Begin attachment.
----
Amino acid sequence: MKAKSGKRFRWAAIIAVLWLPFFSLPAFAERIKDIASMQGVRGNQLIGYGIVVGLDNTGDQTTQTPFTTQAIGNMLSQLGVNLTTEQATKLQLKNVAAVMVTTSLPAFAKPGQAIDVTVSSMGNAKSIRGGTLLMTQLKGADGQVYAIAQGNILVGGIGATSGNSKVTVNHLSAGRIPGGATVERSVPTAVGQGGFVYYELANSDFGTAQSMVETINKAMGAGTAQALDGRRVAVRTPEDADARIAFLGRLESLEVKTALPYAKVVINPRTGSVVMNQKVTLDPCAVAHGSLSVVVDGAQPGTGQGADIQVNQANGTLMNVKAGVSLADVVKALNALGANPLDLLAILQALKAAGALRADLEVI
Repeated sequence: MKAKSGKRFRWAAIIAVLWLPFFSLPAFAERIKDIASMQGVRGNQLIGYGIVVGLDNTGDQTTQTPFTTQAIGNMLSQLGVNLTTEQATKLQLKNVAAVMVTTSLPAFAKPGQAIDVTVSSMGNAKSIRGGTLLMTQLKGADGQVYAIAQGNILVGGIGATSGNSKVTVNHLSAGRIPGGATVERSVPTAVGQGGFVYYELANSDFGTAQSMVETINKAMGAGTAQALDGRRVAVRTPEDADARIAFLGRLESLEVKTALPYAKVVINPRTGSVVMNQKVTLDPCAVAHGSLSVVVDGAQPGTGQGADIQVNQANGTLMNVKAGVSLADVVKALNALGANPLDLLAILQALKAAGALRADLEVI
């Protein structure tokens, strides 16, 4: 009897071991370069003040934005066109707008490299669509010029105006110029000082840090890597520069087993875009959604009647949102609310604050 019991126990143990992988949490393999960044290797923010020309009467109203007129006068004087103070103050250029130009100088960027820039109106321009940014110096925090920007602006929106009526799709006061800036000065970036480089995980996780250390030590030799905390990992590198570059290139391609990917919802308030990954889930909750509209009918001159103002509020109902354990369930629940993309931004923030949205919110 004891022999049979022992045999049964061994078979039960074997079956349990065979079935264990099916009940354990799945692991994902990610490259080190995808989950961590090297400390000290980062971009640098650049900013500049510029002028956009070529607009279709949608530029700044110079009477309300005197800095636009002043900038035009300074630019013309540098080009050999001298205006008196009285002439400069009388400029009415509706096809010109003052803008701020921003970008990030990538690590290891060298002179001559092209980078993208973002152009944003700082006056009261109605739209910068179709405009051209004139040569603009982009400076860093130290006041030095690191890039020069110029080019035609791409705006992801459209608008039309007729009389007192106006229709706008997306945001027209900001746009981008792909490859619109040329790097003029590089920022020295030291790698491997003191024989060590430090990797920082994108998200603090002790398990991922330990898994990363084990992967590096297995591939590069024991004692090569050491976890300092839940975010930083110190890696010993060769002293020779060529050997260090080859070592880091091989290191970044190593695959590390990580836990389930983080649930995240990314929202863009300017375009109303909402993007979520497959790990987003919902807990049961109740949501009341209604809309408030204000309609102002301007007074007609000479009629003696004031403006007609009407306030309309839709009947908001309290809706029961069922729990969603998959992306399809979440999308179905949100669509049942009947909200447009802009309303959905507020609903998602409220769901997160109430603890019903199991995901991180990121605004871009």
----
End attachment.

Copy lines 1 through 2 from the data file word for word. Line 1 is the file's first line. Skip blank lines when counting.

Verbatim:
Amino acid sequence: MKAKSGKRFRWAAIIAVLWLPFFSLPAFAERIKDIASMQGVRGNQLIGYGIVVGLDNTGDQTTQTPFTTQAIGNMLSQLGVNLTTEQATKLQLKNVAAVMVTTSLPAFAKPGQAIDVTVSSMGNAKSIRGGTLLMTQLKGADGQVYAIAQGNILVGGIGATSGNSKVTVNHLSAGRIPGGATVERSVPTAVGQGGFVYYELANSDFGTAQSMVETINKAMGAGTAQALDGRRVAVRTPEDADARIAFLGRLESLEVKTALPYAKVVINPRTGSVVMNQKVTLDPCAVAHGSLSVVVDGAQPGTGQGADIQVNQANGTLMNVKAGVSLADVVKALNALGANPLDLLAILQALKAAGALRADLEVI
Repeated sequence: MKAKSGKRFRWAAIIAVLWLPFFSLPAFAERIKDIASMQGVRGNQLIGYGIVVGLDNTGDQTTQTPFTTQAIGNMLSQLGVNLTTEQATKLQLKNVAAVMVTTSLPAFAKPGQAIDVTVSSMGNAKSIRGGTLLMTQLKGADGQVYAIAQGNILVGGIGATSGNSKVTVNHLSAGRIPGGATVERSVPTAVGQGGFVYYELANSDFGTAQSMVETINKAMGAGTAQALDGRRVAVRTPEDADARIAFLGRLESLEVKTALPYAKVVINPRTGSVVMNQKVTLDPCAVAHGSLSVVVDGAQPGTGQGADIQVNQANGTLMNVKAGVSLADVVKALNALGANPLDLLAILQALKAAGALRADLEVI